Over 4000 pages, 14,000 scientific papers addressed, thousands of scientists from all over the world, one message: code red for humanity.
The takeaways from the latest Intergovernmental Panel on Climate Change (IPCC) report published in August 2021 are unequivocal: based on our current trajectory, the intensity and frequency of extreme weather events, rising sea levels, global warming, and ocean acidification will increase. The Paris Climate Agreement target to limit global temperature rise at 1.5C is likely to be exceeded in the next 10-15 years.
According to the IPCC, it is unmistakable that human influence has warmed the atmosphere and caused unprecedented climate changes. Some of these changes, such as sea-level rise, are irreversible and already set in motion.
But what does the report say about human security in the Pacific region – the most vulnerable to climate change and yet the one that contributes the least to global warming in terms of emissions?
In the IPCC Regional Factsheet for Small Islands, conclusions leave no space for interpretation: changes in the environment are already and will continue to be the single greatest threat to the security and well-being of Pacific people.
The average temperatures increased already about 1.1°C and will continue to rise, impacting human health and affecting agricultural output and food security.
Ocean acidification has increased and will increase further with 1.5°C of global warming, affecting the health of reef ecosystems, where survival is essential for local fishing and the livelihood of communities. Moreover, damages to coral reefs will exacerbate coastal erosion, as they act as the first line of defense against storm surges and strong waves.
The global trend of rising seas will have the most severe consequences in the Pacific: it is posing a threat not only to the habitability of small island nations but to their very existence and survival as a nation. In Tuvalu, for example, the sea level has increased by approximately 13.2cm from 1993 to 2021 with a trend of 4.7mm per year.
Moreover, sea-level rise coupled with storm surges and “king tides” exacerbates coastal inundation and the potential for increased saltwater intrusion, affecting the already fragile water security of Pacific people and communities. In Kiribati, for instance, where the land surface is nowhere any higher than 2-3 meters above the sea level, ocean waves have been as high as 3.5 meters in the last five years.
Rising seas are also eroding coastal areas, causing shorelines to retreat, forcing small island states to invest in reconstruction actions and preventative climate change adaptation. All these are highly costly and put enormous pressure on their national budgets.
In addition, land loss due to coastal erosion or disappearing islands will lead to land disputes and conflicts over marine resources. The reduction of available land will likely also cause a contraction of Pacific Small Island Developing States exclusive economic zone (EEZs), essential for regional stability and resource management.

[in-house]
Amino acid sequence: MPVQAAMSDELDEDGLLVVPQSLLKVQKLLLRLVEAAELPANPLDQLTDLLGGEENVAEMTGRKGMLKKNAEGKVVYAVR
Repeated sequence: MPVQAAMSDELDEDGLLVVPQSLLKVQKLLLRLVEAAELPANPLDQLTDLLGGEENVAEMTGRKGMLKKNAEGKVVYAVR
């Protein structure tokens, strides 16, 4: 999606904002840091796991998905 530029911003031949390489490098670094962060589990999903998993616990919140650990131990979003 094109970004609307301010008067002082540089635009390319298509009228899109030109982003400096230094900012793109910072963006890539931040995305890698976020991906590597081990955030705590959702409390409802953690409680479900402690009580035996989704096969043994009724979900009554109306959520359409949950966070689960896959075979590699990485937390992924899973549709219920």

The increasing frequency and intensity of extreme weather events will have severe consequences on small island nations, which, due to their geography, are the most vulnerable to the impacts of cyclones, king tides and other natural hazards. Their likely impact includes the destruction of housing villages and infrastructures and damages to agriculture and other livestock livelihoods. All these scenarios create conditions that could increase the violence on women and children.
The report confirmed what is already on our minds: we must act now and stop running towards our own extinction. Our future does not look good, but not all is lost.
Suppose world leaders come together and take proactive and immediate action now to cut global emissions. In that case, it is still possible to keep the temperature within the 1.5C limit and minimise the worst-case scenario.
Climate change financing, bilateral and multilateral funding, and government interventions need to recognize the linkages between climate change and security or they will fail to implement climate actions designed to address climate change.
The UN considers the climate security agenda as a key entry point for risk-informed development in the Pacific region. Its integration needs to be translated into concrete actions at the community level where the climate change impact on security is already a reality. Adaptation initiatives at the local level are happening: in the Republic of the Marshall Islands, for example, a community-based natural resources conservation planning framework (the Reimaanlook) has been developed to address the need of protecting natural resources and biodiversity which are essential to local people’s livelihoods. But local adaptation measures are not enough.
Catalytic initiatives such as the Climate Security in the Pacific project need to be expanded to other countries and islands in the region as part of a collective effort to address the multiple effects of climate change, requiring leadership from the highest level at the regional and global level.
The upcoming COP26 is the occasion to bring countries together to agree on a comprehensive and ambitious coordination of climate action. The event needs to be a breakthrough for climate action and ensuring the necessary financial and political support by the global north to the most vulnerable countries.
COVID-19 was a painful lesson from which we have learned that global problems require global collaboration before it is too late.
We have just a few opportunities left to ensure our survival and many people will be looking at decisions made by member states to take climate action now before it is too late.
This story was produced by Martin Ras and Giulio Frabis, published at UNDP on 25 October 2021, reposted via PACNEWS.